How to Teach the Past Continuous Tense

How to Teach the Past Continuous Tense

How to Teach the Past Continuous Tense

The past continuous is another tense that is commonly taught to beginners, usually after they’ve learned the past simple. Although it has its nuances, we usually use it talk about actions that were in progress at a specific time in the past. We also use it in conjunction with the past simple when talking about interruptions (I was doing my homework when the phone rang). As students should already be familiar with the present continuous, and the past of the verb to be, this tense usually doesn't pose great difficulties, and students are able to naturally incorporate it into their speech.

How To Proceed

  1. 1

    Introduce the Past Continuous

    Tell students what you usually do late at night, and lead in to the past continuous: I always go to bed at 11pm. So, last night at 11:30 I was sleeping. Write your typical schedule on the board with your usual everyday activities:
    7:30 am – breakfast
    9 to 12 – classes
    12 – lunch
    1pm to 5pm – classes
    6pm – gym
    8pm – dinner
    11pm – bedtime


    Now, give them examples of what you were doing exactly at a certain time yesterday: At noon, I was having lunch. At 1pm, I was giving a class. Ask students to tell you what you were doing, and have them answer in second person singular: You were sleeping at midnight.

    Students jot down their own daily schedules, or what they did yesterday, and then take turns first saying what they were doing at certain time: I was having breakfast at 7am. Then, they switch schedules with a classmate and say what he or she was doing: Juan was having breakfast at 10 am. Then, they make comparisons: I was studying. He was playing video games. Or find similarities: We were all sleeping at midnight.
    Here’s a great worksheet to give students so they can practice the past continuous.

  2. 2

    Introduce the Past Continuous – Negative forms

    Use the same daily schedule of activities and make negative statements:
    I wasn’t watching TV at 3pm; I was working.
    Juan wasn’t having breakfast at 7am; he was sleeping.


    Use your students’ schedules as well. Then, ask them to do the same, first with theirs, and then with a classmates’, but always alternating between negative and affirmative statements.

  3. 3

    Introduce the Past Continuous – Interrogative forms

    First, model yes or no questions, then, questions with what, where, which, etc…:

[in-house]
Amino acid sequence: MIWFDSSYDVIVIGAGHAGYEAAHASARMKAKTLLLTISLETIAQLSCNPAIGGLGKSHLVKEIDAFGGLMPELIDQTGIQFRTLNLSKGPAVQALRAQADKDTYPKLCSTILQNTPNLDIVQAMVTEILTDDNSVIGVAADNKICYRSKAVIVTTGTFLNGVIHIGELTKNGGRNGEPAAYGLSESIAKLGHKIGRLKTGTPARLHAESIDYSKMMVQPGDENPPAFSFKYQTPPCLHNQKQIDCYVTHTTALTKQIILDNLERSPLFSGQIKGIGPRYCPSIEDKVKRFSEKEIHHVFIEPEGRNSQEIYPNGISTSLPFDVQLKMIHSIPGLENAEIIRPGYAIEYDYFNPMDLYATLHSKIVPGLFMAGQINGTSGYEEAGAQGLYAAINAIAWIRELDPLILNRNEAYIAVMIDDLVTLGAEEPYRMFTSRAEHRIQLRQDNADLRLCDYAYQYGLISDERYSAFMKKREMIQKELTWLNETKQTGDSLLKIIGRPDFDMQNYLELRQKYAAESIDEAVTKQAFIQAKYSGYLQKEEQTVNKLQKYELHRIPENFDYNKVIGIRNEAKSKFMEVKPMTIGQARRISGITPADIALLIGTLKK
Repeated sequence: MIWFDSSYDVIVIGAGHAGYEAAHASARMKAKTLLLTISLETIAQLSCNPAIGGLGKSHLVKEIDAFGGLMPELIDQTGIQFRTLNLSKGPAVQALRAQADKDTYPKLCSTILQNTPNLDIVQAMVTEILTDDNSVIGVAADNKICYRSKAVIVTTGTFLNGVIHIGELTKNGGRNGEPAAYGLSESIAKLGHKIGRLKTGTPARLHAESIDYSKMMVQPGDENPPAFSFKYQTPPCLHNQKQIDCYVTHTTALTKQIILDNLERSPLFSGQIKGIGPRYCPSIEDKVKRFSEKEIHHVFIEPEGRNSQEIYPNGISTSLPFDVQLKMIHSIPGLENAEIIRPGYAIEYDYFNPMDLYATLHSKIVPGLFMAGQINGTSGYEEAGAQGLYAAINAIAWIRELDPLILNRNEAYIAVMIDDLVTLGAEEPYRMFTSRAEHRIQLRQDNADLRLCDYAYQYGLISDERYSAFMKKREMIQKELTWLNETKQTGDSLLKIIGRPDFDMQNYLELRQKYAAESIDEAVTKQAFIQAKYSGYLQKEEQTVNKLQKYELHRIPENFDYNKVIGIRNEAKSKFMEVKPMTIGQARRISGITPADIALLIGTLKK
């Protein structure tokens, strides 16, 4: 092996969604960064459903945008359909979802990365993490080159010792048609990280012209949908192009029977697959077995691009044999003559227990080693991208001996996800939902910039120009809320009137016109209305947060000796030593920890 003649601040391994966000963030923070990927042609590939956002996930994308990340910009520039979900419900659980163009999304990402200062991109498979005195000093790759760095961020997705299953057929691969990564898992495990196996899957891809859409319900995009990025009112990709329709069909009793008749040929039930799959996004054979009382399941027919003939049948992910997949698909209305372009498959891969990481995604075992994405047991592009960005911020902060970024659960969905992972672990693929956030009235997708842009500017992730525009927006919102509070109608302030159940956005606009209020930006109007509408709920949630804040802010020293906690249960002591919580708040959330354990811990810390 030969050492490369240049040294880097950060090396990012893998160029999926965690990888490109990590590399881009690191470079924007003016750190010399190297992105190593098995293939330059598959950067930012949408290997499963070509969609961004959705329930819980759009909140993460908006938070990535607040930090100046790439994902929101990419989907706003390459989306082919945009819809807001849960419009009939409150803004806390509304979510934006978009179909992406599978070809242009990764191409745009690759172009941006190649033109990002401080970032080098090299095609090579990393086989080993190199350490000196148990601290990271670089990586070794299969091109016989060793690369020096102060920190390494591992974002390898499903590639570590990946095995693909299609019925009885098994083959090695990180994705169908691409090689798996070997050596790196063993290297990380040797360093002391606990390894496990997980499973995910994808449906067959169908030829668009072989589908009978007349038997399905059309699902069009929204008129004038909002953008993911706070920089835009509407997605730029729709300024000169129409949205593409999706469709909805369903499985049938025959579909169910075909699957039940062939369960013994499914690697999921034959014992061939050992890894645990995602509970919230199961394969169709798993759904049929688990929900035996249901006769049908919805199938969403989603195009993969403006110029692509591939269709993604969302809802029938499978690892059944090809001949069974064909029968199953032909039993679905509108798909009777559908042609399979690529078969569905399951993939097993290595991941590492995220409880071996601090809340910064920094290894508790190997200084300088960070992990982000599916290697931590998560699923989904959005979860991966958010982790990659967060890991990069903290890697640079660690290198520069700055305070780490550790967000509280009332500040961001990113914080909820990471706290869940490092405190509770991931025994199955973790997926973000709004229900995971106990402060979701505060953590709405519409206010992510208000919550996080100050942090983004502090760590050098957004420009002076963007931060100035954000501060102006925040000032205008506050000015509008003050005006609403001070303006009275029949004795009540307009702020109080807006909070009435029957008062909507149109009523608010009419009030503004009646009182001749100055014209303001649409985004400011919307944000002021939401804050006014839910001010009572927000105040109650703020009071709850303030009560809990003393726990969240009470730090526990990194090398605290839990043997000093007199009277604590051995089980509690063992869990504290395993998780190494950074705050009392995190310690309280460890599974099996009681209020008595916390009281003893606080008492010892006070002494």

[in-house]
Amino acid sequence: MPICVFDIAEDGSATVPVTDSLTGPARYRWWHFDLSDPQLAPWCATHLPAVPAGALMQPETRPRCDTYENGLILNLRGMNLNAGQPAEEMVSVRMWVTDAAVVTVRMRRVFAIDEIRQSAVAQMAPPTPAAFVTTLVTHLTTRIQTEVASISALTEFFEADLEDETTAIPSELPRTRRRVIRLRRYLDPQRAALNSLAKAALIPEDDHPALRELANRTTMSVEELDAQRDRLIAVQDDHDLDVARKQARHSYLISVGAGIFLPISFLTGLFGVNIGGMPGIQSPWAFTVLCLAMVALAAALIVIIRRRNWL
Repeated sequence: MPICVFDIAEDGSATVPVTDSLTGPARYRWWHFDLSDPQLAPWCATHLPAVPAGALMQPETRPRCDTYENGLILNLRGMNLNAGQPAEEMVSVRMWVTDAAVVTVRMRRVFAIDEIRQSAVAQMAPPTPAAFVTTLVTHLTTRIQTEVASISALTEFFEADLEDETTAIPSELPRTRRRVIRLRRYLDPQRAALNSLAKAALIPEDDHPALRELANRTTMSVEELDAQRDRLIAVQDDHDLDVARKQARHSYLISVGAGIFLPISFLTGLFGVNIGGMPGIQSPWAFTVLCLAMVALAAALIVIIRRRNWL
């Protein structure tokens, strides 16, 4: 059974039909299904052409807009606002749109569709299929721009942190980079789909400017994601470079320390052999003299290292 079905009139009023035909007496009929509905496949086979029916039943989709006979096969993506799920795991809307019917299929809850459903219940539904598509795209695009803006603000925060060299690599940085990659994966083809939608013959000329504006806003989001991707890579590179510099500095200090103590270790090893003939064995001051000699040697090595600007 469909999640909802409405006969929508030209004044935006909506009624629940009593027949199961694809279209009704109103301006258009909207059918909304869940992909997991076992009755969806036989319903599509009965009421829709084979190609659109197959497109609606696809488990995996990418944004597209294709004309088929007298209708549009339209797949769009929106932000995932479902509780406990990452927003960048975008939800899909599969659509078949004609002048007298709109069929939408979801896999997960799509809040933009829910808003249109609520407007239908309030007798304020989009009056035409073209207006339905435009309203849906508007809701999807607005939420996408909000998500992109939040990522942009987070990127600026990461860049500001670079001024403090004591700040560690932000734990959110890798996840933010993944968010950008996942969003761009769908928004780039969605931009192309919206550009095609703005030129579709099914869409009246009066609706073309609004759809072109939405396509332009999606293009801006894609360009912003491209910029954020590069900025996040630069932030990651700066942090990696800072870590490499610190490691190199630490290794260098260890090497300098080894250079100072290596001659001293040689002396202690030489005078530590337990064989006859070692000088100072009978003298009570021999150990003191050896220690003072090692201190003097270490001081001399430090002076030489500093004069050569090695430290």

- T: Were you watching TV at midnight last night?
    - S: No!
    - T: Ask me!
    - S: Were you watching TV at midnight last night?

    - T: What were you doing at 7am this morning?
    - S: I was sleeping.
    - T: Ask Juan!
    - S: What were you doing, Juan, at 7am?


    Continue with more questions from students. Encourage them to ask different types of questions in different singular and plural persons. If they are unsure as to how to ask a question, model it for them first.

  4. 4

    Introduce the Past Continuous – Short answers

    Ask yes or no questions and model the correct way to give short answers:
    - T: Were you watching TV yesterday at 10pm?
    - S: Yes, I was./No, I wasn’t.


    Ask students to ask each other yes or no questions in past continuous, and have them practice replying with short answers.

  5. 5

    Extended practice and contrast with Past Simple

    It is essential at this point, for them to not only practice with as many exercises as necessary, for example, those found at BusyTeacher.org’s Past Continuous worksheets section, but also to learn the difference between the past simple and the past continuous. There are numerous worksheets that deal with this contrast specifically.

Remember that another great way to practice this tense in the classroom is through a variety of resources, like images, photos, cartoons, songs, and videos. For example, this worksheet provides exercises based on the trailer for the second film in the Twilight Saga, New Moon, and these are films that are very popular with teens these days. If you practice any tense with materials that students can relate to, or are interested in, you’ll make learning new tenses so much more fun for them!

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